I never have much luck interpreting pics, but if those ripples are on the 2nd layer, it might be that you're over-extruding a bit. This will show up as layers distorting adjacent layers much like the 1st. If you're not using Prusament or a Prusa profile for your specific filament, it can't hurt to calibrate your extrusion multiplier. Slow down solid infill speeds (dial the knob back) and see if they even out.

Infill is printed at a faster rate and unless it's visible, isn't all that important. I wouldn't worry about anything that happens with infill or internals that get buried in plastic later. It took me forever to realize that stringing inside sparse infill doesn't matter, for example.

Keep an eye on your top layers and exterior walls though.

My notes and disclaimers on 3D printing and miscellaneous other tech projects
He is intelligent, but not experienced. His pattern indicates two dimensional thinking. -- Spock in Star Trek: The Wrath of Khan...
Posted : 05/02/2021 10:15 pm
bobstro
(@bobstro)
Illustrious Member
Posted by: @ssill2

[...]  The manufacturer says the temp range is up to 220C and the bed, 70-80C.   In my case to counteract the rippling effect  I made the nozzle 205 for first layer and 200 for the rest.   The bed 80C and disabled the fan for the first 3 layers and only 20% for the first 15.  and 50% after that. 

Whoa! Those are almost PETG temps. Most PLA starts softening at 70C or so, so I'd definitely drop that bed temp. Remember most filament manufacturer recommendations are meant to work with crappy $200 printers. You can probably print cooler with a Prusa and still get good bed and inter-layer adhesion. Definitely experiment with it.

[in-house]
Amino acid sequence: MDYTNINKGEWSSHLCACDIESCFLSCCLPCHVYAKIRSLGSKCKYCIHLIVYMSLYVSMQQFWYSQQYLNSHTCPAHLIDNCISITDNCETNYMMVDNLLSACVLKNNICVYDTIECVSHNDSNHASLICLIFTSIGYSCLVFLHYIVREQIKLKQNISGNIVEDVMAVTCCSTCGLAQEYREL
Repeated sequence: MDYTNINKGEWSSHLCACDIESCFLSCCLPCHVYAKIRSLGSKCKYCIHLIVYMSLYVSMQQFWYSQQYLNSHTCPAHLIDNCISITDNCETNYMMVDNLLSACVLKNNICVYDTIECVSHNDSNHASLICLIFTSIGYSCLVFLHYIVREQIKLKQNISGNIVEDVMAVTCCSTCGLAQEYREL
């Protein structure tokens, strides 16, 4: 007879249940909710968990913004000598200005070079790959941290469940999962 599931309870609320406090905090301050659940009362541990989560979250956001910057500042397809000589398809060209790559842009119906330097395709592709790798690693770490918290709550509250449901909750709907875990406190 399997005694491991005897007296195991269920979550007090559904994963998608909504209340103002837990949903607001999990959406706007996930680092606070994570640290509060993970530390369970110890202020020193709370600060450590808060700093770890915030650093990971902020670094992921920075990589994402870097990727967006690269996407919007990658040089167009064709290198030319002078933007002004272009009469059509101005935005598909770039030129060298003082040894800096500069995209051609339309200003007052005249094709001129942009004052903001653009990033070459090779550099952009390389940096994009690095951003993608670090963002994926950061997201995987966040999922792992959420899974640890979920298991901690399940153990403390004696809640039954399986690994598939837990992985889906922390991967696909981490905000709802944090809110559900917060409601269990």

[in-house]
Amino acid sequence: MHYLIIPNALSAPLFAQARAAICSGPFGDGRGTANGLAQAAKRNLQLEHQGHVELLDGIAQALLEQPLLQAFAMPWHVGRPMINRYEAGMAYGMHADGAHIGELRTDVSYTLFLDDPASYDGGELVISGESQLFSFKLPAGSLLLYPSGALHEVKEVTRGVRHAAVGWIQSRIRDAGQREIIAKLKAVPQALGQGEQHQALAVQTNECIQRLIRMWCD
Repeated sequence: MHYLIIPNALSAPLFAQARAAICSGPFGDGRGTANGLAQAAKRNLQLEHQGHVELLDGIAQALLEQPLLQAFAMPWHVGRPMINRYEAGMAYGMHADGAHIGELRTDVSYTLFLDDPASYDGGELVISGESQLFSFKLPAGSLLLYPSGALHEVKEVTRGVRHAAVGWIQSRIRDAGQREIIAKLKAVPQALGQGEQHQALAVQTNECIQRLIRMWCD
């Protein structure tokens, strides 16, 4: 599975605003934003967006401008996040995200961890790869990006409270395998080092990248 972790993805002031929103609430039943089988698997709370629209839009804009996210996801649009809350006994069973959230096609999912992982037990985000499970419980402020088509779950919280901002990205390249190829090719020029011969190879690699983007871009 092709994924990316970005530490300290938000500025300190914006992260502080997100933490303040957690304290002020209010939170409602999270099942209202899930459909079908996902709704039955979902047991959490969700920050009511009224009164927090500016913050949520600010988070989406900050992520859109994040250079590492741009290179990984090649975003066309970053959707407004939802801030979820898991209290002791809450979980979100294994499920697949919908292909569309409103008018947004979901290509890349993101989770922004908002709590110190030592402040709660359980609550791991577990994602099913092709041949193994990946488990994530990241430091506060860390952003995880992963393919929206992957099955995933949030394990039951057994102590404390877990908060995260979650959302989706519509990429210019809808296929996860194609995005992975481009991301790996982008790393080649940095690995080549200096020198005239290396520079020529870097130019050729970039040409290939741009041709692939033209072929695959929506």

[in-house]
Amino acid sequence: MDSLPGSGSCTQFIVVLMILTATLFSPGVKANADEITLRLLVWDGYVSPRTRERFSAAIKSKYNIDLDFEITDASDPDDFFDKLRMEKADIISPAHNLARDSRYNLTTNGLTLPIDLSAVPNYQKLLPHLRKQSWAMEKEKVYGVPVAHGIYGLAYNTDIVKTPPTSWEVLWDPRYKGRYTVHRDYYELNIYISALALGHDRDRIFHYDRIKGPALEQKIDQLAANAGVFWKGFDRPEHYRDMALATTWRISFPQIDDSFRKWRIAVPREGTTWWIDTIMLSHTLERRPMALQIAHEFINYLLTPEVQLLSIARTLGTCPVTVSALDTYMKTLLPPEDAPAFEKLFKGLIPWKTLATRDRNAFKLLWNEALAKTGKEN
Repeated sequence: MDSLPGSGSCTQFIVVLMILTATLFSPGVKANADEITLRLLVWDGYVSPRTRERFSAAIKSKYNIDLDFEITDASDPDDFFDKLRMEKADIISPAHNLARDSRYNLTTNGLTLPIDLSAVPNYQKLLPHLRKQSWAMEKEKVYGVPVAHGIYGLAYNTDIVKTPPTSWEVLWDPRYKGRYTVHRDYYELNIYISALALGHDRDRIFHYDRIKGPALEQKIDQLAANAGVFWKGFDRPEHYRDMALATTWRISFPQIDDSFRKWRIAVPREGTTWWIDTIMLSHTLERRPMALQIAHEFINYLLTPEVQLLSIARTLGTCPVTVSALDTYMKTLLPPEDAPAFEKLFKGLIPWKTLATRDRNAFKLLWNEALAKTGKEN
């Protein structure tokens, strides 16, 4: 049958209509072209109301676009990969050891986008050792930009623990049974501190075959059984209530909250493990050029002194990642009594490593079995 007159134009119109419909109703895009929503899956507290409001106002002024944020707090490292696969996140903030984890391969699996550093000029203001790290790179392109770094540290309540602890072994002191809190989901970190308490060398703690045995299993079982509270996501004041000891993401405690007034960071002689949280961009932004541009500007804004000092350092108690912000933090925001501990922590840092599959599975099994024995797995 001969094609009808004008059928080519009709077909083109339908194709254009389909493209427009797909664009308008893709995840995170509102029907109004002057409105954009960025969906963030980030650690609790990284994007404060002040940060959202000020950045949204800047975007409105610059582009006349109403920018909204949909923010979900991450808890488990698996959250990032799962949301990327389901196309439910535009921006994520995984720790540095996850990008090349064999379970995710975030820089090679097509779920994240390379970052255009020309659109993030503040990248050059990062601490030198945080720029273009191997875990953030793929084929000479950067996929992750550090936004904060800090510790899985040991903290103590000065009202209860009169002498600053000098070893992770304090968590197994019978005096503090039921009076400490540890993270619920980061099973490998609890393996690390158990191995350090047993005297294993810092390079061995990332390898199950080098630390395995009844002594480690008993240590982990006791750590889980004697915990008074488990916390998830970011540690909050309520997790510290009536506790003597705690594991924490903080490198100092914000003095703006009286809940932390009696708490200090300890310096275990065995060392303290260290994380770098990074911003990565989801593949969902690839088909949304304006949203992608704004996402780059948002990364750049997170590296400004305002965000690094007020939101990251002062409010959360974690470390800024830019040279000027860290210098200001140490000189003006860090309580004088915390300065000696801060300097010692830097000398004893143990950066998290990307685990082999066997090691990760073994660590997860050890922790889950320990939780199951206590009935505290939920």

My notes and disclaimers on 3D printing and miscellaneous other tech projects
He is intelligent, but not experienced. His pattern indicates two dimensional thinking. -- Spock in Star Trek: The Wrath of Khan...
Posted : 05/02/2021 10:18 pm
ssill2
(@ssill2)
Estimable Member

@bobstro

actually I got this working without messing with my extrusion multiplier.  The ripples were simply being caused by the temperature difference between the bed and large swaths infill.  The first 4 or 5 layers are solid and that's where it was happening.  I think the long strings filament being laid down were cooling enough to cause those ripples.  I slowed the print down and increased the bed temp. Tecbears says their PLA should have a 70-80C bed.  honestly after I made the changes I've never seen a more smooth infill.   YMMV, but this did fix the problem for me.